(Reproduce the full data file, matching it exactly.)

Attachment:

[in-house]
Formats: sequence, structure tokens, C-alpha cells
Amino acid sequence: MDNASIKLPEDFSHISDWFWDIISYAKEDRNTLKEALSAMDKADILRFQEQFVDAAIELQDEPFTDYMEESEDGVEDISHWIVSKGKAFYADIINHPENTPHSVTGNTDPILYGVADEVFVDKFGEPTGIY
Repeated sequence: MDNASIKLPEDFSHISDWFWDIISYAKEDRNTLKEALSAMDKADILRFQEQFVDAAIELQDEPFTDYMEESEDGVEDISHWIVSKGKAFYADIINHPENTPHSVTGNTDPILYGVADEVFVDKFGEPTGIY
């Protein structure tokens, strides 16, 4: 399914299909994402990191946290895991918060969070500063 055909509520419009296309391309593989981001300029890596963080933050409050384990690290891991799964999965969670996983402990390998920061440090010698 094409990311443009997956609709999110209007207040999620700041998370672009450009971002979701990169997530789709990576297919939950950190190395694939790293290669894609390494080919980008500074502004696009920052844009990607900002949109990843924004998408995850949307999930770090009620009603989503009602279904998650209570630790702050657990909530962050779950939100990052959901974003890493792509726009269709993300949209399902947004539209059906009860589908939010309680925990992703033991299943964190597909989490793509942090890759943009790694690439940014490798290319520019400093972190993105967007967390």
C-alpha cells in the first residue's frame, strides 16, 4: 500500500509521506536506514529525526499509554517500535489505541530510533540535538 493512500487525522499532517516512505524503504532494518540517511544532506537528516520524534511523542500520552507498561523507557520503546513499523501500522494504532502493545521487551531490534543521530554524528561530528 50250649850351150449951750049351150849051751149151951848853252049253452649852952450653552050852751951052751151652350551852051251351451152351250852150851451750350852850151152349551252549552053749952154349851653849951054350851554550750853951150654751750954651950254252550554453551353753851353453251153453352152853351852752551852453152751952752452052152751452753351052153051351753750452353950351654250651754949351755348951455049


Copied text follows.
[in-house]
Formats: sequence, structure tokens, C-alpha cells
Amino acid sequence: MDNASIKLPEDFSHISDWFWDIISYAKEDRNTLKEALSAMDKADILRFQEQFVDAAIELQDEPFTDYMEESEDGVEDISHWIVSKGKAFYADIINHPENTPHSVTGNTDPILYGVADEVFVDKFGEPTGIY
Repeated sequence: MDNASIKLPEDFSHISDWFWDIISYAKEDRNTLKEALSAMDKADILRFQEQFVDAAIELQDEPFTDYMEESEDGVEDISHWIVSKGKAFYADIINHPENTPHSVTGNTDPILYGVADEVFVDKFGEPTGIY
């Protein structure tokens, strides 16, 4: 399914299909994402990191946290895991918060969070500063 055909509520419009296309391309593989981001300029890596963080933050409050384990690290891991799964999965969670996983402990390998920061440090010698 094409990311443009997956609709999110209007207040999620700041998370672009450009971002979701990169997530789709990576297919939950950190190395694939790293290669894609390494080919980008500074502004696009920052844009990607900002949109990843924004998408995850949307999930770090009620009603989503009602279904998650209570630790702050657990909530962050779950939100990052959901974003890493792509726009269709993300949209399902947004539209059906009860589908939010309680925990992703033991299943964190597909989490793509942090890759943009790694690439940014490798290319520019400093972190993105967007967390």
C-alpha cells in the first residue's frame, strides 16, 4: 500500500509521506536506514529525526499509554517500535489505541530510533540535538 493512500487525522499532517516512505524503504532494518540517511544532506537528516520524534511523542500520552507498561523507557520503546513499523501500522494504532502493545521487551531490534543521530554524528561530528 50250649850351150449951750049351150849051751149151951848853252049253452649852952450653552050852751951052751151652350551852051251351451152351250852150851451750350852850151152349551252549552053749952154349851653849951054350851554550750853951150654751750954651950254252550554453551353753851353453251153453352152853351852752551852453152751952752452052152751452753351052153051351753750452353950351654250651754949351755348951455049